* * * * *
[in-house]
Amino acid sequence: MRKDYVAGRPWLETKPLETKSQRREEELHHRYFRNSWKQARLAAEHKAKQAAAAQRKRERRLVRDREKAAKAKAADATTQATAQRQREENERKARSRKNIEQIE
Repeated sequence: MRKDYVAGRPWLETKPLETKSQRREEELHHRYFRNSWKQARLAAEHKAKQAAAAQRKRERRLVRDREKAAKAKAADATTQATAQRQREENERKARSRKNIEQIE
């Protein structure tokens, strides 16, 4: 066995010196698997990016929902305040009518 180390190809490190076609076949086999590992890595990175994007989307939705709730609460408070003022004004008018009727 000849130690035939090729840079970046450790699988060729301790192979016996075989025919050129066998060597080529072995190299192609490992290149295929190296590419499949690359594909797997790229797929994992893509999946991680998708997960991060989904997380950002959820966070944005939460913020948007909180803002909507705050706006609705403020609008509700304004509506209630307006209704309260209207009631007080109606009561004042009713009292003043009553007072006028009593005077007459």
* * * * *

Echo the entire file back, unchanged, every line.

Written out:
[in-house]
Amino acid sequence: MRKDYVAGRPWLETKPLETKSQRREEELHHRYFRNSWKQARLAAEHKAKQAAAAQRKRERRLVRDREKAAKAKAADATTQATAQRQREENERKARSRKNIEQIE
Repeated sequence: MRKDYVAGRPWLETKPLETKSQRREEELHHRYFRNSWKQARLAAEHKAKQAAAAQRKRERRLVRDREKAAKAKAADATTQATAQRQREENERKARSRKNIEQIE
């Protein structure tokens, strides 16, 4: 066995010196698997990016929902305040009518 180390190809490190076609076949086999590992890595990175994007989307939705709730609460408070003022004004008018009727 000849130690035939090729840079970046450790699988060729301790192979016996075989025919050129066998060597080529072995190299192609490992290149295929190296590419499949690359594909797997790229797929994992893509999946991680998708997960991060989904997380950002959820966070944005939460913020948007909180803002909507705050706006609705403020609008509700304004509506209630307006209704309260209207009631007080109606009561004042009713009292003043009553007072006028009593005077007459």